In addition to torture, several detainees have been subject to sexual assault and sexual harassment. At least one of the detained women attempted suicide multiple times.
On March 13, nine women’s rights defenders were finally brought to court with two other women. But none were given access to any legal counsel until the second session of the trial two weeks later.
Foreign reporters and diplomats were not allowed in court. The women found out that confessions signed under duress during interrogation would be used against them.
On March 28, 2019, three women were temporarily released, including long-time women’s rights campaigner and academic Aziza Al-Youssef and Eman Al-Nafjan, who blogs on women’s rights.
Cheering this release only contributes to the Saudi propaganda cycle. It doesn’t change the fact that they were severely tortured while arbitrarily detained for months, nor that they are still charged for their women’s rights activism and will be back in court in early June.
Not to mention that Al-Youssef’s son Salah Al-Haidar was among those arrested this April, along with feminist writer Khadijah Al-Harbi, who is pregnant.
At the second session of the trial, the judge indicated that more women on trial would be freed on bail yet on April 3, the women were again in court, and remained imprisoned. Instead, another round of arrests began the following day.
The next hearing and possible verdict for the eight women on trial who have not yet been freed was scheduled for April 17 but inexplicably cancelled.
Saudi Arabia continues to act with impunity – facilitated by the silence of the international community until recently. The actions of the Kingdom have been largely swept under the rug, disguised by the claim that it is reforming and modernizing.
Saudi Arabia is still a member of the United Nations Human Rights Council (HRC), allowed a seat at the table despite their blatant disregard for human rights. This must change.
Recognising the jarring absence of action by international actors, civil society has filled the gap by actively calling for accountability of Saudi authorities and ensuring that the women’s rights activists who have been detained remain constantly in the public eye.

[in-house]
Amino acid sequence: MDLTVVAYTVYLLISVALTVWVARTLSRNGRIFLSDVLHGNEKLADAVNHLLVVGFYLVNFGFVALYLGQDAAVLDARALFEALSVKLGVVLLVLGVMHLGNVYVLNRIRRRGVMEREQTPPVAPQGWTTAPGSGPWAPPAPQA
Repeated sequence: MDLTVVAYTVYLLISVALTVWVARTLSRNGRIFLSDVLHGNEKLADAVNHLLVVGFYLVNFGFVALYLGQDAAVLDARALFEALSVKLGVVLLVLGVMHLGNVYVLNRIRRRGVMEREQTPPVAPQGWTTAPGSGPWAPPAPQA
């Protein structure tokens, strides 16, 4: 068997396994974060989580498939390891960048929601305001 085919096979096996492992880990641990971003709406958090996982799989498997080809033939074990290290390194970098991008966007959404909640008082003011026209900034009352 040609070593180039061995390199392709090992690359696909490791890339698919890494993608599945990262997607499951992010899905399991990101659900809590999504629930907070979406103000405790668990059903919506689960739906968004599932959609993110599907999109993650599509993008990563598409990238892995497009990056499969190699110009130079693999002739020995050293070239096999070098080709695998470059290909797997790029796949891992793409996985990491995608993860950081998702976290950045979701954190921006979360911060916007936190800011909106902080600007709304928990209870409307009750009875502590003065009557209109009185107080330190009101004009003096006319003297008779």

The #FreeSaudiWomen coalition, a group of seven NGOs advocating for the immediate and unconditional release of all Saudi women human rights defenders, created a petition which has been signed by nearly a quarter of a million people.
Continuous awareness of the human rights violations in Saudi Arabia is the first step. But there is more that can be done: acting to hold accountable governments, companies, performers and sporting groups that continue to engage with Saudi Arabia’s white-washing campaign, is the other.
Unless a systemic act of solidarity is enacted, Saudi Arabia will continue to use its economic and military power to suppress the fundamental civic freedoms of women’s rights activists in the country. On so many levels, we should be very scared that the United States thinks it’s okay to sell nuclear power technology to Saudi Arabia – with six deals recently approved secretly.
The Saudi crisis involves numerous key players and a solution might seem unattainable, but a world that does not act when a country arbitrarily imprisons and tortures its citizens sets a terrifying precedent for leaders across the globe.
In a context where 6 out of 10 people live in countries where civic freedoms are restricted in some form, according to the CIVICUS Monitor, Saudi Arabia is a stark example of what can happen when states act in impunity.
As a start, 36 UN Member states issued a statement at the UN HRC’s session this March calling for the immediate release of the women’s rights defenders and an investigation into the murder of Jamal Khashoggi.
While they should be lauded for their actions, together with other stakeholders, member states to the UN need to up the ante: issue a full resolution at the next session of the Council holding Saudi Arabia accountable.